Style File // The Columnist

For the eclectic literary enthusiast, this week we bring you The Columnist. A contemporary take on the “beat-era creative” paired sounds from Devendra Banhart’s Niño Rojo and a series of books centered around architecture and photography from the late 50s and early 60s. We’re featuring our Red Cross Gingham from August’s Short Run Collection and our White Linen Pocket Square, both Summer essentials. Enjoy!

Featured Products:

Shoes: The Lucien Oxford from Shipley & Halmos in Black

Monocle: Colonel Monocle Whiskey Tortoise from Warby Parker

Tie: The Cockle from Pierrepont Hicks

Notebook: The Reporter with plain pages from Moleskine

Banner: Vintage Festival of States Banner from Three Potato Four

Pants: Life/After/Denim’s Slim Fit Chino in Castlerock from Stag, Austin

Album: Devendra Banhart’s Niño Rojo

Chair: The DAX-99 Herman Miller Eames Chair circa 1966, image from the Eames Catalog

Book Series: All books and descriptions from UNIONMADE’s Bookshop

– Large Scale, Fabricating Sculpture in the 1960s and 1970s, Jonathan D. Lippincott, Through beautiful images and text, Large Scale takes a close look at how 30 postwar artists were able to realize their grandest ambitions.

– The Red Balloon by A. Lamorisse, 1956 Hardcover, Photographs taking during the filming of the movie LE BALLON ROUGE.

Yosemite in the Sixties, Glen Denny, Yosemite in the Sixties is the definitive visual record of the climbers who shaped the sport. These rock climbers of the sixties dropped out of conventional life for residence at Yosemite’s camp 4 just beneath the walls of El Capitan and Half Dome; there they honed their techniques, tools, and life style to shape what the sport has become today. With a foreword by Yvon Chouinard, founder of Patagonia, and photos by Glen Denny, Yosemite in the Sixties shows the climbers lifestyle the way it was in it’s most infantile stages.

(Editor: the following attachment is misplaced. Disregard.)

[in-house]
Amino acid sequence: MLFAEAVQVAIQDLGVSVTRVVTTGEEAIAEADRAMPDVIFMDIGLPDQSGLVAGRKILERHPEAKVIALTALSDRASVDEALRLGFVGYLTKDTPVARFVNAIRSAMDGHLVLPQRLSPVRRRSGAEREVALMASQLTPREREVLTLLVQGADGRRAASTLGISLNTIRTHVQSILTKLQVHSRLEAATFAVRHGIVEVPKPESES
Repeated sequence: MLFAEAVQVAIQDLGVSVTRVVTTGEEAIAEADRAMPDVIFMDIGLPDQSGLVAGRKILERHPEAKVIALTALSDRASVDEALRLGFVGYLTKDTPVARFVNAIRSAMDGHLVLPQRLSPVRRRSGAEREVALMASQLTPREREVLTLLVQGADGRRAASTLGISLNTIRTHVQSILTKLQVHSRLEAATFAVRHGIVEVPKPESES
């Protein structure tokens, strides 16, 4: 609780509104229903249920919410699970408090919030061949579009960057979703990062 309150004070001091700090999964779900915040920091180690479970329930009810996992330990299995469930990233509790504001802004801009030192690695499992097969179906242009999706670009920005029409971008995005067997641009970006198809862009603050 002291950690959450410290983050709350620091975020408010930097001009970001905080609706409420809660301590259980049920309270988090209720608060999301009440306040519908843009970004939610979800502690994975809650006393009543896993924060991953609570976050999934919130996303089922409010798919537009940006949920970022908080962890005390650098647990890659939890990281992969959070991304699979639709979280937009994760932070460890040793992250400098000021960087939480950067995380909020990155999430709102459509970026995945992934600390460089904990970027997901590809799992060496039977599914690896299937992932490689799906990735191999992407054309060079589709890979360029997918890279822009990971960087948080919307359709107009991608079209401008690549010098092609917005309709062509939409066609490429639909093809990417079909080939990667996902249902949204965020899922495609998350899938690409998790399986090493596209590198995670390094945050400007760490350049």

2 1/4 William Eggleston, Born and raised in Mississippi and Tennessee, William Eggleston began taking pictures during the 1960s after seeing Henri Cartier-Bresson’s The Decisive Moment. In 1966 he changed from black and white to color film, perhaps to make the medium more his own and less that of his esteemed predecessors. John Sarkowski, when he was curator of photography at the Museum of Modern Art, called Eggleston the “first color photographer,” and certainly the world in which we consider a color photograph as art has changed because of Eggleston. From 1966 to 1971, Eggleston would occasionally use a two and one quarter inch format for photographs. These are collected and published here for the first time, adding more classic Eggleston images to photography’s color canon.

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